If the Coalition’s members follow through on their threats to disaffiliate from the Federation later this year, employers can expect an increased interest in union organizing. This could be especially true for the nation’s largest non-union employers. For employers with existing unionized workforces, this means increased pressure to execute some form of neutrality and card-check recognition agreement. For employers with unions from both competing factions at their facilities, competition for better wages, benefits and other terms and conditions of employment is likely…the raiding between AFL and CIO constituent unions that occurred prior to 1955 will now play out between Coalition’s members and those remaining loyal to the Federation. The last several years have seen a significant increase in the amount of collaboration between U.S.-based unions and their international counterparts. That collaboration could increase significantly. Finally, more union mergers should be forthcoming.

Bad news for those of us who’ve been rooting for new leadership at the AFL-CIO, as the UAW, one of the crucial remaining swing votes, yesterday endorsed John Sweeney for another term. This leaves little chance of a change in leadership this time around, as Thomas Edsall writes, and is prompting a shift in focus to the next choice the reformers have to make – should they stay or should they go:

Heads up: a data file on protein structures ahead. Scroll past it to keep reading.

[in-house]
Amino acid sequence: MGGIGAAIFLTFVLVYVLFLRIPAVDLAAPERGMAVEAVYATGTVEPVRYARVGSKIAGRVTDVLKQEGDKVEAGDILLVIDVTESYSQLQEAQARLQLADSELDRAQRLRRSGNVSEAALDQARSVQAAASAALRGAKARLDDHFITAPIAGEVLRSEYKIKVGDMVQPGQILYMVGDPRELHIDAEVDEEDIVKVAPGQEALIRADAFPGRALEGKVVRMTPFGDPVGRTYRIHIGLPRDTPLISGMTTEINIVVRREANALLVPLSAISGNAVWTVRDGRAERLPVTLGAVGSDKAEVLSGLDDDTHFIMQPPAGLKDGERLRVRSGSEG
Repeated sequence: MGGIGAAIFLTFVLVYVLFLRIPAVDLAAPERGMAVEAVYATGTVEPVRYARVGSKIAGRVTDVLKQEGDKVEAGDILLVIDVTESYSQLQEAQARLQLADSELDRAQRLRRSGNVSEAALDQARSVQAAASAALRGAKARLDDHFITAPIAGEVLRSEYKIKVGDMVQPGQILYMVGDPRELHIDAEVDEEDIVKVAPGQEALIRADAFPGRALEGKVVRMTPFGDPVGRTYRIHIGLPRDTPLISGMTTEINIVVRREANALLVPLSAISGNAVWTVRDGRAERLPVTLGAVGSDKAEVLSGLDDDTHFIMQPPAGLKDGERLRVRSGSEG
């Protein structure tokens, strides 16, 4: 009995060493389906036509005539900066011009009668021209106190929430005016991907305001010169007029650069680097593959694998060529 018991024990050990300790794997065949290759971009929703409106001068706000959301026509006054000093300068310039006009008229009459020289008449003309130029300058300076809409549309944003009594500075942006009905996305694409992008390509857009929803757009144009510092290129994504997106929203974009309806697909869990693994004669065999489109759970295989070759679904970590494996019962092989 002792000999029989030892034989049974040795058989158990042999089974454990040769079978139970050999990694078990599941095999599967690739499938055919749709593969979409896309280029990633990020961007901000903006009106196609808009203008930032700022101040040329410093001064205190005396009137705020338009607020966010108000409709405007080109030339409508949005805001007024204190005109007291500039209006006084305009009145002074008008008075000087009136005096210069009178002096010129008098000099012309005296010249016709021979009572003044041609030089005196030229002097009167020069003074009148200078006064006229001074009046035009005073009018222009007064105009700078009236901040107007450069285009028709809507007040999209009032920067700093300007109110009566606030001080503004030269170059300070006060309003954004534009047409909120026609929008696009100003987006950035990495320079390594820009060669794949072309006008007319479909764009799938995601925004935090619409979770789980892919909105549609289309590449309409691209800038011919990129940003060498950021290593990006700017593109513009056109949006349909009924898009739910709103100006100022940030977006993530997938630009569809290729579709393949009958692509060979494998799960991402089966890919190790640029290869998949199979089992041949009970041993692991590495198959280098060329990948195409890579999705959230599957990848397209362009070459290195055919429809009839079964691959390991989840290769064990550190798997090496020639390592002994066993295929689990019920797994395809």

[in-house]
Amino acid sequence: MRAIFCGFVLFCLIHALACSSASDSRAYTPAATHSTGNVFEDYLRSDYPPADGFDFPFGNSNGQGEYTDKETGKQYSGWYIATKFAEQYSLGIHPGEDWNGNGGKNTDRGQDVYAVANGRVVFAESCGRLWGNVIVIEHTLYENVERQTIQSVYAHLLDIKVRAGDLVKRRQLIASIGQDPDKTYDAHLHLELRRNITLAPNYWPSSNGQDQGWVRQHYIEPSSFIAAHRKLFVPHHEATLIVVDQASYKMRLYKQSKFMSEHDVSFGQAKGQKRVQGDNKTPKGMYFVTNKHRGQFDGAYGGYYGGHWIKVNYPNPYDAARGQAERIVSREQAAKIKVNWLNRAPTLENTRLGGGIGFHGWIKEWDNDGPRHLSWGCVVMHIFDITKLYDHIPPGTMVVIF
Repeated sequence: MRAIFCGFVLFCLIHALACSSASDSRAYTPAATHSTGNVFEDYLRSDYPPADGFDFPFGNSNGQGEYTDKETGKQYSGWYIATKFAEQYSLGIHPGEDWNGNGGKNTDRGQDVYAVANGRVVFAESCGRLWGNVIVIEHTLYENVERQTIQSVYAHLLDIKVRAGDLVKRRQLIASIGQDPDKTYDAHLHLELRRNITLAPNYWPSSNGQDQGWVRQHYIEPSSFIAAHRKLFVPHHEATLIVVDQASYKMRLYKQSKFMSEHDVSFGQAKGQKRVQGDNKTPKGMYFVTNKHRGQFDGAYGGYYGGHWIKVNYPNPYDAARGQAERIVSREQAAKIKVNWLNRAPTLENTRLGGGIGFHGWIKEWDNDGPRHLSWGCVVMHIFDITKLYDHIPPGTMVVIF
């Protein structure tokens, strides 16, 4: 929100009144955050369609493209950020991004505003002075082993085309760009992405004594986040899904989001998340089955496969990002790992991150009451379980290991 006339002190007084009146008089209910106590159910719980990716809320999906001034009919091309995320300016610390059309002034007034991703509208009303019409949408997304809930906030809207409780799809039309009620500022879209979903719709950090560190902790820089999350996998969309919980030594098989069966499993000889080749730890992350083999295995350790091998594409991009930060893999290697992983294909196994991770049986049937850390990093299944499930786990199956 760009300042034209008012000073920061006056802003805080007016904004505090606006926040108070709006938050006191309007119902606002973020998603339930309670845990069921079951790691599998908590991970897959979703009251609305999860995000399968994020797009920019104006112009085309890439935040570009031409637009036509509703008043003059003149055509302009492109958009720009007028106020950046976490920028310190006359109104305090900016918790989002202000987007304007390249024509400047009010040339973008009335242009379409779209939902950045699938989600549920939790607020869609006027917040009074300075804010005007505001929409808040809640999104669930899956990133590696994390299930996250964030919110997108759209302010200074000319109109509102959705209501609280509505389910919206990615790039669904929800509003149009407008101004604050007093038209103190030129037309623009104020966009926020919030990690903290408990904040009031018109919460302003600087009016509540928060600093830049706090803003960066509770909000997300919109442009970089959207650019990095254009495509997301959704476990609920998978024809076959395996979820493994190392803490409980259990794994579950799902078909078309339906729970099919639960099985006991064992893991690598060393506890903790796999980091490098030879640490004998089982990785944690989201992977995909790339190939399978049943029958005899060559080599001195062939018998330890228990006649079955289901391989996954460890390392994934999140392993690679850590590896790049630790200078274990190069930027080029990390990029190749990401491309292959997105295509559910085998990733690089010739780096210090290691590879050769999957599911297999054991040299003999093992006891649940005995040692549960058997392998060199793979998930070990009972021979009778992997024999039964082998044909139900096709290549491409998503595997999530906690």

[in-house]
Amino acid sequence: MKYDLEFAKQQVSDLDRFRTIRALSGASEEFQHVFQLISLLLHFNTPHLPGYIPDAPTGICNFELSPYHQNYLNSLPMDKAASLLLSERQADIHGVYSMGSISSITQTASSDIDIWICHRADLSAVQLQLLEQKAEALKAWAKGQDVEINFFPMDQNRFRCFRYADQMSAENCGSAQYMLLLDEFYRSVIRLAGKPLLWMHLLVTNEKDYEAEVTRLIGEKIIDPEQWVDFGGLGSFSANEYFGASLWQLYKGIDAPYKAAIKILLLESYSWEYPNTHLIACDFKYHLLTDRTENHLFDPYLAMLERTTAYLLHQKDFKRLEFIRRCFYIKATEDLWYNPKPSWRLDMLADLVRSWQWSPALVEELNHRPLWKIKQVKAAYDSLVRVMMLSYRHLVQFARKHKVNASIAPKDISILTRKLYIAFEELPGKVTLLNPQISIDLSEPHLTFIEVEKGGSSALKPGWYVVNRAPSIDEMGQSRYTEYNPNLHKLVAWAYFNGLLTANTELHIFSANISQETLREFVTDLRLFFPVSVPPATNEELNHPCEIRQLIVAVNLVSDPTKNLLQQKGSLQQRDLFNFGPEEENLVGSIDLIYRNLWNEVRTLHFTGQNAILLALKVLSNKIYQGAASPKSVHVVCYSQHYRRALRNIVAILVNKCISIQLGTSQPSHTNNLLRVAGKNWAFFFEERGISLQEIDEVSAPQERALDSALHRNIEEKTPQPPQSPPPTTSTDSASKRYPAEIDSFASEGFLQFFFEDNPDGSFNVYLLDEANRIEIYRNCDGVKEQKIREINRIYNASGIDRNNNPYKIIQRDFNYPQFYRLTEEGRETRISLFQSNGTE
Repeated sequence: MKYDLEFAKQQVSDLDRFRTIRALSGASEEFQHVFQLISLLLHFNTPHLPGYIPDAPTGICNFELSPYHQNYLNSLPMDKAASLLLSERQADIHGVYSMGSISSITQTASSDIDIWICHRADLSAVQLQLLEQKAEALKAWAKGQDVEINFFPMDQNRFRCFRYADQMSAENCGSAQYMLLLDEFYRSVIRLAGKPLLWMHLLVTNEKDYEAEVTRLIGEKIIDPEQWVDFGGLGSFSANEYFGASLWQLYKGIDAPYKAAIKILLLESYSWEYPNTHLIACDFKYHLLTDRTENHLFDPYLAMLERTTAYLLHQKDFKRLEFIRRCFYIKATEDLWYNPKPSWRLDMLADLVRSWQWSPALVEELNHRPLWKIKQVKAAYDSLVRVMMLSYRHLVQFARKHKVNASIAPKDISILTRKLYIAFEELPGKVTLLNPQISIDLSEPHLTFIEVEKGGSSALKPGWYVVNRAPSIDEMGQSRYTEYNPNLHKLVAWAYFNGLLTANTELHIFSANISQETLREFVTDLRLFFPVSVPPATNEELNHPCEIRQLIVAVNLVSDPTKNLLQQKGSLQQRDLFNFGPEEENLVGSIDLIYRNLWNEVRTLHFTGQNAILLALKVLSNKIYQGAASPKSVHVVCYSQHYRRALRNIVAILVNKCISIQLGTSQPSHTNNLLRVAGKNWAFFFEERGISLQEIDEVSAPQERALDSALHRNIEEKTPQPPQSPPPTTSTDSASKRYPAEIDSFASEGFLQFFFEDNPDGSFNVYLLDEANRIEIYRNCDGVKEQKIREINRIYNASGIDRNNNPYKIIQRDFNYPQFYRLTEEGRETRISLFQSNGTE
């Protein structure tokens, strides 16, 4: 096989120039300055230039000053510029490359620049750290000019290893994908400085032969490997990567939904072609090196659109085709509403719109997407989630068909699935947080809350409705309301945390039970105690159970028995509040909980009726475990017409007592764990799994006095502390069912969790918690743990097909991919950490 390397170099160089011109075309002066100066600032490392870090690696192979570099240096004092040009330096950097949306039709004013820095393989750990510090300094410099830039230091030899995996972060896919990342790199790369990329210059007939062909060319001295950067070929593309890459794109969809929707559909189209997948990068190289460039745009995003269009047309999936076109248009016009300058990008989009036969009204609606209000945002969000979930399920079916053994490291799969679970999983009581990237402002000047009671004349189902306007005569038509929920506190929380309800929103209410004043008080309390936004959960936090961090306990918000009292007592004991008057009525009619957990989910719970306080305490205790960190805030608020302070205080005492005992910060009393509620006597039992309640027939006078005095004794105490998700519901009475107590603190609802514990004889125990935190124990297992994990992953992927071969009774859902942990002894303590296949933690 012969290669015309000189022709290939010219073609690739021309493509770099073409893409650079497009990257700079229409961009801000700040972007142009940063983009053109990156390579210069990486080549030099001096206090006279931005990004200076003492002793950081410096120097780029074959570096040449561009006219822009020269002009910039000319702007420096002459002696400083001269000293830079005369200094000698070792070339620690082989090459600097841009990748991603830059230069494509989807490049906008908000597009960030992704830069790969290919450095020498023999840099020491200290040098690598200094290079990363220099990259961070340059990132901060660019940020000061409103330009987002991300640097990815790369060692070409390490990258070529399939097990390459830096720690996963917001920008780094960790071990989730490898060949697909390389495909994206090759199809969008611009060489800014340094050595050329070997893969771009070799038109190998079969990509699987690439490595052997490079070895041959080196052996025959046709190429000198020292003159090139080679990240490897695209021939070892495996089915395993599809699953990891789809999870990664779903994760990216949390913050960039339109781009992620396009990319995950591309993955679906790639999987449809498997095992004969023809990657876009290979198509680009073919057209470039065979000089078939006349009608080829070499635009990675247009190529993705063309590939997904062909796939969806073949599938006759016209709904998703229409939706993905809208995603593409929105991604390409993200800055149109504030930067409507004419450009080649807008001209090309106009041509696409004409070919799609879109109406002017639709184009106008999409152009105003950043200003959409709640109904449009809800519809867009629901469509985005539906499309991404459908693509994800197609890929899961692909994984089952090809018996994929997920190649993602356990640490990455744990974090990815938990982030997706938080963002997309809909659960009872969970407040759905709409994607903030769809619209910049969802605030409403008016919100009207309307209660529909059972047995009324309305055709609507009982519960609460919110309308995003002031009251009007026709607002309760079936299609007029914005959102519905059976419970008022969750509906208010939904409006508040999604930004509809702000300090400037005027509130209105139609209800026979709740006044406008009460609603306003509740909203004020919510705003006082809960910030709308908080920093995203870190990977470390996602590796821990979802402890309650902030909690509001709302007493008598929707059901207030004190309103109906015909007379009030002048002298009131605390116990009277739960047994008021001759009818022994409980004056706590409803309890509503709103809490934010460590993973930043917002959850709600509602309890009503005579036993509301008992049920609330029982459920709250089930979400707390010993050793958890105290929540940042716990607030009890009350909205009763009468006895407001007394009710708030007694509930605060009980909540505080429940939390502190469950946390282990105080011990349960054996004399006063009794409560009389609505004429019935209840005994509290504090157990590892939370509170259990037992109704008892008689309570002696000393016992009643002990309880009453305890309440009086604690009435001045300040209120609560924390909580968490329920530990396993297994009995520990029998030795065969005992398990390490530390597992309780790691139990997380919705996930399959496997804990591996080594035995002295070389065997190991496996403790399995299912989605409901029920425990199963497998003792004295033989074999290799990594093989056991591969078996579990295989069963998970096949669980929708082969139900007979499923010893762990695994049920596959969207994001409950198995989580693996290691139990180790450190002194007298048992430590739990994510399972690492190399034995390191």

While Sweeney, 71, now appears certain to win, the nation’s largest union, the Service Employees International Union, is more likely to follow through on threats to bolt from the AFL-CIO. “The challenge here is to make sure we have a labor movement that can change people’s lives,” said SEIU President Andrew L. Stern, noting that all of his union’s locals are voting on a proposal that would authorize the union to sever its ties to the labor federation…The dissident unions, calling themselves the “Change to Win” coalition, had been counting on the UAW to give them new momentum, and lift the collective membership of their unions to well over 5 million. There are about 13 million members in the 58 unions that make up the AFL-CIO, so it takes unions with a total of 6.5 million members or more to win a leadership fight. At the moment, the dissident unions have just under 5 million members. Stern said beating Sweeney had been a long-shot proposition from the beginning. “It’s always been hard to imagine defeating an incumbent leader,” Stern said. “John Sweeney has probably always had the votes.” Unite Here President John Wilhelm, who was widely viewed as the most likely person to run against Sweeney, contends that winning majority support for restructuring will precede any leadership change. He said he has spent his “entire life in the House of Labor,” but he did not rule out joining Stern and leaving the AFL-CIO.